As Meridian says - less footprint, less overheads, less capital costs = greater Return on Investment / better number on the Bottom Line.

    It is Government departments, particularly the MoD, that is horrendusly behind the curve and not achieving the efficiences it should.
  8. meridian

    meridian LE Good Egg (charities)

    It is especially acute if the organisation in mind pays a fixed price per desk, for example, the organisation I work for (no sniggering at the back) have an FM company for their office space and get charged a fixed cost per year per desk and it is no small number.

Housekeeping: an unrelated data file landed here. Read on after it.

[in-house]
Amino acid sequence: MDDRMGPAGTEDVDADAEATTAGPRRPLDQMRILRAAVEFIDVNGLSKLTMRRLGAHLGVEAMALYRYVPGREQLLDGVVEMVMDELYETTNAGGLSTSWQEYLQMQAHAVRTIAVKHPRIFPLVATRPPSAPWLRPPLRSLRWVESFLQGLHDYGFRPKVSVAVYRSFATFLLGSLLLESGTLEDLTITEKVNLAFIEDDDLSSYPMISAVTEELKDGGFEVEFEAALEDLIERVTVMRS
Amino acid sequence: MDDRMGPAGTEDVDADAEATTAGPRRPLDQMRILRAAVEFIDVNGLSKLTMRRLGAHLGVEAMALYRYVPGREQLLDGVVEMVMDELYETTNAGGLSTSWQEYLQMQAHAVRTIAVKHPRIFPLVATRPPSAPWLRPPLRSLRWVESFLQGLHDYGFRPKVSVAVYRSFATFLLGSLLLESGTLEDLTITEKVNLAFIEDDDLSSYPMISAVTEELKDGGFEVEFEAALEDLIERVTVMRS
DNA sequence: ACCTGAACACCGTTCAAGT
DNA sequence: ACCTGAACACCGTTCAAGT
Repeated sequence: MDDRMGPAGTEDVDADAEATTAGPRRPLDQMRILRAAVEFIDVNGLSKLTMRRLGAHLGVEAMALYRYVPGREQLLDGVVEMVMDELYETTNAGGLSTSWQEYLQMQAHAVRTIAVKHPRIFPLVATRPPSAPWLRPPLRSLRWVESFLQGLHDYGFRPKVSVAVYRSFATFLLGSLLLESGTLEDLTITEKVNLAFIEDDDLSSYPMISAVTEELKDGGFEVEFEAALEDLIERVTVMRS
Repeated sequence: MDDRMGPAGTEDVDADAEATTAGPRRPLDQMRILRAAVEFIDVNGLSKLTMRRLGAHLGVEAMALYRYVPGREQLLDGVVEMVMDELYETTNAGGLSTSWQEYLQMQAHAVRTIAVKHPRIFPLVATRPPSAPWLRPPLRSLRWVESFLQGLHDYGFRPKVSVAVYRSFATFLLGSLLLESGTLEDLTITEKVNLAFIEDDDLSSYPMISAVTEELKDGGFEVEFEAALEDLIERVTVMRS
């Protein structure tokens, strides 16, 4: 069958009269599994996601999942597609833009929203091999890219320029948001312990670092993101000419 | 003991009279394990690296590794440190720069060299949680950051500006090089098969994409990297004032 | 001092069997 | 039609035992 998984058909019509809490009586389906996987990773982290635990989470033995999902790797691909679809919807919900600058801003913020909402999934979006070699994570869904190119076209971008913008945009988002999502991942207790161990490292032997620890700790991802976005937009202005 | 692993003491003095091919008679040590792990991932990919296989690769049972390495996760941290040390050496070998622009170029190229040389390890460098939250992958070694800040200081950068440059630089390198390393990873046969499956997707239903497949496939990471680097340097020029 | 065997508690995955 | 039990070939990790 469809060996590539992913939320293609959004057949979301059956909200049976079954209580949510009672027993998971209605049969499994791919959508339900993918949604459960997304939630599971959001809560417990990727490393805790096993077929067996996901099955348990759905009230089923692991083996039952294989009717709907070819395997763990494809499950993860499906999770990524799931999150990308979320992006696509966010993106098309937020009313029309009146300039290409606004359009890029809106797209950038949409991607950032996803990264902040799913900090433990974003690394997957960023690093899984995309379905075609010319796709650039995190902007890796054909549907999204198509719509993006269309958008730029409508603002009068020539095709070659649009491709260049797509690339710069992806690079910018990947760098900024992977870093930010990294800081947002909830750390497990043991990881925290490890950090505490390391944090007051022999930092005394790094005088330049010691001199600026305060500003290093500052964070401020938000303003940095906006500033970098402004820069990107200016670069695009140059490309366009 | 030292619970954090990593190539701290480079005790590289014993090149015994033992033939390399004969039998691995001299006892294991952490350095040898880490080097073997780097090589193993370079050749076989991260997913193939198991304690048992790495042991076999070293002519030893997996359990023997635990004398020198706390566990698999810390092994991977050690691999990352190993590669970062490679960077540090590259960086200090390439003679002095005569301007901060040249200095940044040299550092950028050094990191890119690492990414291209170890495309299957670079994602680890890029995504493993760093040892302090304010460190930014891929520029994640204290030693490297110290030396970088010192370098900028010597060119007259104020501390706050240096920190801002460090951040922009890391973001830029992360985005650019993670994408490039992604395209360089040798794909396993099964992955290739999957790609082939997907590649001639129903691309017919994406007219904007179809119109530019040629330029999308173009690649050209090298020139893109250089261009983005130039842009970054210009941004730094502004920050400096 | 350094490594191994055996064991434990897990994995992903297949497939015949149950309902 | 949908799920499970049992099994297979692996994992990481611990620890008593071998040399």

Chucking people out by implementing hot desking, flexible working and home working saves a FORTUNE

    Can't see what the problem is, less overheads = more money for bullets :D
  9. I have been working at home for about 5 years now - hence the name.

    I find that I start work at about 07:30 and finish about 18:00 - I also find that I get more done from home than in the office, less noisey, less interruption (socialising, eating, etc.). I feel more relaxed and do not feel cut off from my colleagues. It probably helps that, except for 2, all of the people I deal with for work are outside of UK - generally France/Switzerland and Cairo so it does not matter where I work.